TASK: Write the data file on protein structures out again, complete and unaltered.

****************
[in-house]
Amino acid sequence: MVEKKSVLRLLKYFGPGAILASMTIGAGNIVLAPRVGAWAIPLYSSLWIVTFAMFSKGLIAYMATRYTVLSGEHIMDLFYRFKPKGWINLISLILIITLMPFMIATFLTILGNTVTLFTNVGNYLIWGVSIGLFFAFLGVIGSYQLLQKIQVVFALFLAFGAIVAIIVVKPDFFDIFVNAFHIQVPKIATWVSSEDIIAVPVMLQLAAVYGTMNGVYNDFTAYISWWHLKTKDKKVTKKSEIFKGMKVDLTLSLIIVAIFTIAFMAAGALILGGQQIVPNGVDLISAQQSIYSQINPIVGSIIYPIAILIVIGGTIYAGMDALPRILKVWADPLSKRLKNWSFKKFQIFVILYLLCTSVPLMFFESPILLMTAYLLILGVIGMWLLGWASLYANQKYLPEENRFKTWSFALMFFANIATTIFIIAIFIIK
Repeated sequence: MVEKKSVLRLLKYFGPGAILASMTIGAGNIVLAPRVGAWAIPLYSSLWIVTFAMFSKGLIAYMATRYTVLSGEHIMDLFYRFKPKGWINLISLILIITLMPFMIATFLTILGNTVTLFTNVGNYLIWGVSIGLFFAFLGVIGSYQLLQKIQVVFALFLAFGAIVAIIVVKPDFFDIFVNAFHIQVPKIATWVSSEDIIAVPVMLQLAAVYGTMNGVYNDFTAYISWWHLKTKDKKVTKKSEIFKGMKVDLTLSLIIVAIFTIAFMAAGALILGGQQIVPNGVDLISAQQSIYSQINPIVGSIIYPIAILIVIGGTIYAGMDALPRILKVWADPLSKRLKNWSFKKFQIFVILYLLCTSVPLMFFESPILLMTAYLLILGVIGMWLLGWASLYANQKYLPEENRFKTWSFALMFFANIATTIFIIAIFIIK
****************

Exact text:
[in-house]
Amino acid sequence: MVEKKSVLRLLKYFGPGAILASMTIGAGNIVLAPRVGAWAIPLYSSLWIVTFAMFSKGLIAYMATRYTVLSGEHIMDLFYRFKPKGWINLISLILIITLMPFMIATFLTILGNTVTLFTNVGNYLIWGVSIGLFFAFLGVIGSYQLLQKIQVVFALFLAFGAIVAIIVVKPDFFDIFVNAFHIQVPKIATWVSSEDIIAVPVMLQLAAVYGTMNGVYNDFTAYISWWHLKTKDKKVTKKSEIFKGMKVDLTLSLIIVAIFTIAFMAAGALILGGQQIVPNGVDLISAQQSIYSQINPIVGSIIYPIAILIVIGGTIYAGMDALPRILKVWADPLSKRLKNWSFKKFQIFVILYLLCTSVPLMFFESPILLMTAYLLILGVIGMWLLGWASLYANQKYLPEENRFKTWSFALMFFANIATTIFIIAIFIIK
Repeated sequence: MVEKKSVLRLLKYFGPGAILASMTIGAGNIVLAPRVGAWAIPLYSSLWIVTFAMFSKGLIAYMATRYTVLSGEHIMDLFYRFKPKGWINLISLILIITLMPFMIATFLTILGNTVTLFTNVGNYLIWGVSIGLFFAFLGVIGSYQLLQKIQVVFALFLAFGAIVAIIVVKPDFFDIFVNAFHIQVPKIATWVSSEDIIAVPVMLQLAAVYGTMNGVYNDFTAYISWWHLKTKDKKVTKKSEIFKGMKVDLTLSLIIVAIFTIAFMAAGALILGGQQIVPNGVDLISAQQSIYSQINPIVGSIIYPIAILIVIGGTIYAGMDALPRILKVWADPLSKRLKNWSFKKFQIFVILYLLCTSVPLMFFESPILLMTAYLLILGVIGMWLLGWASLYANQKYLPEENRFKTWSFALMFFANIATTIFIIAIFIIK